— Philip Grover, Curator of Photograph and Manuscript Collection, Pitt Rivers Museum, University of Oxford
Color spectrums, flowers, and fine grids. Digital labs use such images to test their printers. Jason Evans gathered some, pinned them up, photographed them on color film, hole-punched the film, arranged the tiny disks on glass, put the glass in a photographic enlarger, and made a C-print. It’s the cover of Four Tet’s 2010 album There Is Love in You. A digital/analog image for electronic/analog music.
— David Campany, author, most recently, of Adventures in the Lea Valley, 2016
While its title, Sea Breeze, conjures one specific sound, this picture suggests many others. They are faintly in the background, but just as vivid. There might be waves breaking, seagulls crying, and children’s voices. We are so close that there is also her breath. And overall, the indescribable sound of sunlight.
— Martin Barnes, Senior Curator, Photographs, the Victoria and Albert Museum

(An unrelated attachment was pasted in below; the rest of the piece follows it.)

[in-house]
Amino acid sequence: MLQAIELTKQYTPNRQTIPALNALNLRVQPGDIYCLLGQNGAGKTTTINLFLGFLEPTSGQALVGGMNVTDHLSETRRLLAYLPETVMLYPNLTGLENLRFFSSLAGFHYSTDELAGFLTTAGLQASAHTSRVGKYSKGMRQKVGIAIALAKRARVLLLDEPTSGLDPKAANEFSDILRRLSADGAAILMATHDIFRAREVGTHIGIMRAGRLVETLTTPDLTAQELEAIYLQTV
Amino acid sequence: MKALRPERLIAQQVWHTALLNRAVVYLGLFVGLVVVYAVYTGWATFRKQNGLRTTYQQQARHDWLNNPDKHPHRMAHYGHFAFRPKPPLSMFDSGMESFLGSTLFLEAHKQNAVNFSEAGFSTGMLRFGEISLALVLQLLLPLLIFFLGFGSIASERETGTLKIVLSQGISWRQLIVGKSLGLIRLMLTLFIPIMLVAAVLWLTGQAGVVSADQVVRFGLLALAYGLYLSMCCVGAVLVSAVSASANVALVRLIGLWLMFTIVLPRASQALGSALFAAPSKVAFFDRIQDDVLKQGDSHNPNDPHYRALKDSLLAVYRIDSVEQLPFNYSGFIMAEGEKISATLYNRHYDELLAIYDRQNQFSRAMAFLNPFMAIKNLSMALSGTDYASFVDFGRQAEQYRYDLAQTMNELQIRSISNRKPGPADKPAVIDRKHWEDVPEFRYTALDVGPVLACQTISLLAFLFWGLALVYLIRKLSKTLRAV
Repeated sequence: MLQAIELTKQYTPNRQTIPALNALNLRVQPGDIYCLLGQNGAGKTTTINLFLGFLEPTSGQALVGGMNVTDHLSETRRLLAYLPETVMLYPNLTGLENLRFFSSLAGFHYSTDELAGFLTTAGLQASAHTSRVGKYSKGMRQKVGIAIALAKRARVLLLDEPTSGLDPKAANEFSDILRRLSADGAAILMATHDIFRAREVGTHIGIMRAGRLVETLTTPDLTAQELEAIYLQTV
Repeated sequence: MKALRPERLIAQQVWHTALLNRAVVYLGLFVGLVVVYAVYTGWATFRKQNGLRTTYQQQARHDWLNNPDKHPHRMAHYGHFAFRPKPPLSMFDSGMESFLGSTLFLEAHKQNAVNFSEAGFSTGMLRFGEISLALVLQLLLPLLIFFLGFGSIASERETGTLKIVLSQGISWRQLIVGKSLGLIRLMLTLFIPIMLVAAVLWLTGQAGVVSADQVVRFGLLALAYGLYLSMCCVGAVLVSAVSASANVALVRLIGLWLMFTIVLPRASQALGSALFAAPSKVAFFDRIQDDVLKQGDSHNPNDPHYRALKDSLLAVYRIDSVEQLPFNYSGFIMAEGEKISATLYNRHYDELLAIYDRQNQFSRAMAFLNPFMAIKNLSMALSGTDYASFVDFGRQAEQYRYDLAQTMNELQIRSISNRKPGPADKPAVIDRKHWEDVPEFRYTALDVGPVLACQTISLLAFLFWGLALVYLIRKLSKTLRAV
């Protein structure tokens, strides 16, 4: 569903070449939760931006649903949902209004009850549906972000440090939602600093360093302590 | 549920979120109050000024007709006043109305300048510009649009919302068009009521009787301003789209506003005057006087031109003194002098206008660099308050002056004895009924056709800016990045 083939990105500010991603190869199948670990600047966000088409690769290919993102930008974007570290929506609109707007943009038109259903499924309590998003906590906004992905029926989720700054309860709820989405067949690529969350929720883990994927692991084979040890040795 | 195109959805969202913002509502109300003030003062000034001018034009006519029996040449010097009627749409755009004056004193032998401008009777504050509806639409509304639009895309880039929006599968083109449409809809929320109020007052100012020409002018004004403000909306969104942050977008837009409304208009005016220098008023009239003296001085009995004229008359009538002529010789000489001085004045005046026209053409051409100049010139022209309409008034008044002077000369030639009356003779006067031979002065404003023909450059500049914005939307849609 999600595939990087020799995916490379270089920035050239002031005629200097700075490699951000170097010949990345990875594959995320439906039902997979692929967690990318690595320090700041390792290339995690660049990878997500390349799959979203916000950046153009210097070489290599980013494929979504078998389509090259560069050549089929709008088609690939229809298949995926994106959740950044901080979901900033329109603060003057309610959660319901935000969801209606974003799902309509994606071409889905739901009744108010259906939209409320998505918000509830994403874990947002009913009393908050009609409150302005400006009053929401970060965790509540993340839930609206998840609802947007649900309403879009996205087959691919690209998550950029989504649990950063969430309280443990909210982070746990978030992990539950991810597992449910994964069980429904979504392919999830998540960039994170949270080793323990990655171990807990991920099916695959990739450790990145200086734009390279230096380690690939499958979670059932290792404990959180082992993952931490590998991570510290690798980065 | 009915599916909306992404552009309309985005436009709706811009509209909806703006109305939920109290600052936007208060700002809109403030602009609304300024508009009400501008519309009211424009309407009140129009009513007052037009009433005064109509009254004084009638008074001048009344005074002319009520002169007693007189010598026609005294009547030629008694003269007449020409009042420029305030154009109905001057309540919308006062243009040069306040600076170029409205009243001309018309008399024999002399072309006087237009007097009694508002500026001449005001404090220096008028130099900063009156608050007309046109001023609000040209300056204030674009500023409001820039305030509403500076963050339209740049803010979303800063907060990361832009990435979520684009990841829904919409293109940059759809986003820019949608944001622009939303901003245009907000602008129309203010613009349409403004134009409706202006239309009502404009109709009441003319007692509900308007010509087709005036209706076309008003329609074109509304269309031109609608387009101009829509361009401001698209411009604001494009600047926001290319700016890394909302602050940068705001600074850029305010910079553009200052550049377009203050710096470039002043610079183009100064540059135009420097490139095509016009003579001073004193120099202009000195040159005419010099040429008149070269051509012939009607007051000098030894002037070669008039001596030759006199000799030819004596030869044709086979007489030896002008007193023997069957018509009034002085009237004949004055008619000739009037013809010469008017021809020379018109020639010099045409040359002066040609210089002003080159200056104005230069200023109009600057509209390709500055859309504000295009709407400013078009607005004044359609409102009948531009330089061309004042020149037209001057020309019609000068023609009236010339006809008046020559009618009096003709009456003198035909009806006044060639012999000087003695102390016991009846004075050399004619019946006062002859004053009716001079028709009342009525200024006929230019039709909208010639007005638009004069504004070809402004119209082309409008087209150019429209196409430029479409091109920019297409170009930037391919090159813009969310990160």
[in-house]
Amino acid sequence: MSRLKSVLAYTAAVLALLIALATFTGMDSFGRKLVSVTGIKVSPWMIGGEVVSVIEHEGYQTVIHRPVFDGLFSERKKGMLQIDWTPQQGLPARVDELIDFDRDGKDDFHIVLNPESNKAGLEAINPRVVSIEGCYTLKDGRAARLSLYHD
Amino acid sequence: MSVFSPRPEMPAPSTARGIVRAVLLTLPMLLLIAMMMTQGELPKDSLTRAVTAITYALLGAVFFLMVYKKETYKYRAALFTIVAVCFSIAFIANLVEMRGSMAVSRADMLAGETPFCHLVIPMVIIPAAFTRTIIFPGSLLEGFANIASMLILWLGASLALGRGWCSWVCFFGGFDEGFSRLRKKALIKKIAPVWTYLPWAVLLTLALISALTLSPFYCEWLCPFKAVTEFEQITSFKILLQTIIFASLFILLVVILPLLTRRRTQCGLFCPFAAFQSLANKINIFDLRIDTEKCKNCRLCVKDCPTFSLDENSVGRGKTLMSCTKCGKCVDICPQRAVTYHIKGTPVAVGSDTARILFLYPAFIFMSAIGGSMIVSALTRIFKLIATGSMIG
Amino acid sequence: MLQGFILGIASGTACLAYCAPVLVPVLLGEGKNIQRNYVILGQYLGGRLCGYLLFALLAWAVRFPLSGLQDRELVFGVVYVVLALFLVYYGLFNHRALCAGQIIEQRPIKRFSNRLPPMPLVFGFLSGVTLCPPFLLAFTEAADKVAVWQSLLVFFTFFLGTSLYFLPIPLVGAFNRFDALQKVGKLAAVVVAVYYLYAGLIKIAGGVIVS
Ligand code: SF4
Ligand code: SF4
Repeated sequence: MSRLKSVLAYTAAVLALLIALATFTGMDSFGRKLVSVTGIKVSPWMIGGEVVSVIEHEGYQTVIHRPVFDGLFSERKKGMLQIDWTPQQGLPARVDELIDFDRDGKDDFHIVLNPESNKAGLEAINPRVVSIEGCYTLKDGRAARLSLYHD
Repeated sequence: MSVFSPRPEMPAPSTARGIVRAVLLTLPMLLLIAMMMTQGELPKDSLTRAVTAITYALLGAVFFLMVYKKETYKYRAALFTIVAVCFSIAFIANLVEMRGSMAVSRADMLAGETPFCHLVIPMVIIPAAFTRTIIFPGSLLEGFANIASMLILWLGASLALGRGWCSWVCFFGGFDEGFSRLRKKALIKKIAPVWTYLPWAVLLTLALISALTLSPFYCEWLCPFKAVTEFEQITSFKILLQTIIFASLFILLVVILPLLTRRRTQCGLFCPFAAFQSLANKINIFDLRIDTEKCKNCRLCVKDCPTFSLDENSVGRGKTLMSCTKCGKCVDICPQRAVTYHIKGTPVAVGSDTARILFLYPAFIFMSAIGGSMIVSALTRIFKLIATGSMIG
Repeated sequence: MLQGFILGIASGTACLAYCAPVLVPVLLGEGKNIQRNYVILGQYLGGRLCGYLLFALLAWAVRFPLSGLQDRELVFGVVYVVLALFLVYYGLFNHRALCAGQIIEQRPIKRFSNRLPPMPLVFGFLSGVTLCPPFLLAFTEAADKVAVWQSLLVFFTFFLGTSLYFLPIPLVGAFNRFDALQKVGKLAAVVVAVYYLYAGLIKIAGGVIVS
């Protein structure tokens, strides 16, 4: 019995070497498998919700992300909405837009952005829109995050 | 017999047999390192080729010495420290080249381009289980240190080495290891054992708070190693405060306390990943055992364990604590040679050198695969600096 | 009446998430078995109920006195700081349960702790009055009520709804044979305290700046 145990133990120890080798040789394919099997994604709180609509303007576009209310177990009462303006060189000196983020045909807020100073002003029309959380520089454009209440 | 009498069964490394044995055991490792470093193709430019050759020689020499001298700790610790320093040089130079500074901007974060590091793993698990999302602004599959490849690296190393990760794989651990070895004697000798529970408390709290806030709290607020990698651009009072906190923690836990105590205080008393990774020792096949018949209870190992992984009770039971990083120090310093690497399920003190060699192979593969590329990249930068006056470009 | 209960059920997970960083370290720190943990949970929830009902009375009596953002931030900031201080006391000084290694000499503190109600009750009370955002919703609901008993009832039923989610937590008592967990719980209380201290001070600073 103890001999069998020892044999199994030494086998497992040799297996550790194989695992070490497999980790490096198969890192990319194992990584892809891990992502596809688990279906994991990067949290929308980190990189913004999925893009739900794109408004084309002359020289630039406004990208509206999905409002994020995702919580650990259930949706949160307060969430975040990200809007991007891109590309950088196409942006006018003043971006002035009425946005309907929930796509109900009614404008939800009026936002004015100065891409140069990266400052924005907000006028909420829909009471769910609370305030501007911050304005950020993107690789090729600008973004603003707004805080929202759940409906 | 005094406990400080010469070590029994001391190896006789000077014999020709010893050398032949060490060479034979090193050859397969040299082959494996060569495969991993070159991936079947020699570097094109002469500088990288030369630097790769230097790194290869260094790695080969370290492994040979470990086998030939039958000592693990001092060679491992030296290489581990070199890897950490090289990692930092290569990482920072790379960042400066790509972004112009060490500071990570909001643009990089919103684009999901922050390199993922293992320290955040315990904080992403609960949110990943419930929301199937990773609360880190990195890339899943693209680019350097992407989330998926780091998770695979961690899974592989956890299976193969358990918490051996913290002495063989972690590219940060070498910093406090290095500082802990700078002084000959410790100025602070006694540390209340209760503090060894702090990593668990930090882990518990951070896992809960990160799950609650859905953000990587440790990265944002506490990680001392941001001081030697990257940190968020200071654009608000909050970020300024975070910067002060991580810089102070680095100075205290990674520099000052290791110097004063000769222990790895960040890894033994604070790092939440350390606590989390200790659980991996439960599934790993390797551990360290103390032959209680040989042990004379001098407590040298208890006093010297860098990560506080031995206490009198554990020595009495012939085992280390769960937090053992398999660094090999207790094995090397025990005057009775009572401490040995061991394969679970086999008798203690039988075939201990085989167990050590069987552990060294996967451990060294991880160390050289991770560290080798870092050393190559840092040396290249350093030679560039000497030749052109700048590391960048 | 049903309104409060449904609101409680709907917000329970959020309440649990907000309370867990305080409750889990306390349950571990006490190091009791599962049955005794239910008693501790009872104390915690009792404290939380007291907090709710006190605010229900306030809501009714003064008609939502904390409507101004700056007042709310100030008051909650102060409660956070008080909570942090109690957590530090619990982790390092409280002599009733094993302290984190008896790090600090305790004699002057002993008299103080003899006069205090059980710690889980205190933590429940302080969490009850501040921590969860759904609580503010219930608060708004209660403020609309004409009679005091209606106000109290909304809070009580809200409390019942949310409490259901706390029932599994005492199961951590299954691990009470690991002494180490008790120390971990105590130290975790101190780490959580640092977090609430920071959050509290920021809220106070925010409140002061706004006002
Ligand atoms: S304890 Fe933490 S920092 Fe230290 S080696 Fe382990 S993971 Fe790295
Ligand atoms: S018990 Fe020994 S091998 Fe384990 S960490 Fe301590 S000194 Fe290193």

Al Vandenberg’s series On a Good Day was made in Notting Hill in West London in the mid-1970s. His pictures look super cool in retrospect, and none cooler than this totally stylish girl with her portable cassette player. Music lovers of this generation will remember these things, how they sounded, and how quickly the batteries ran out!
— Simon Baker, Senior Curator, International Art (Photography), Tate, London
Despite the title, the sounds that emanate from this picture are not the wailing chords of the eponymous rock bands. Whatever music was recorded on those magnetic tapes left no trace in Marclay’s cameraless cyanotype. Instead, it is the cracking of the plastic cassettes, the yanking of the tape, and the rustling of debris that still resonates. In a word: noise.
— Noam M. Elcott, Associate Professor, Department of Art History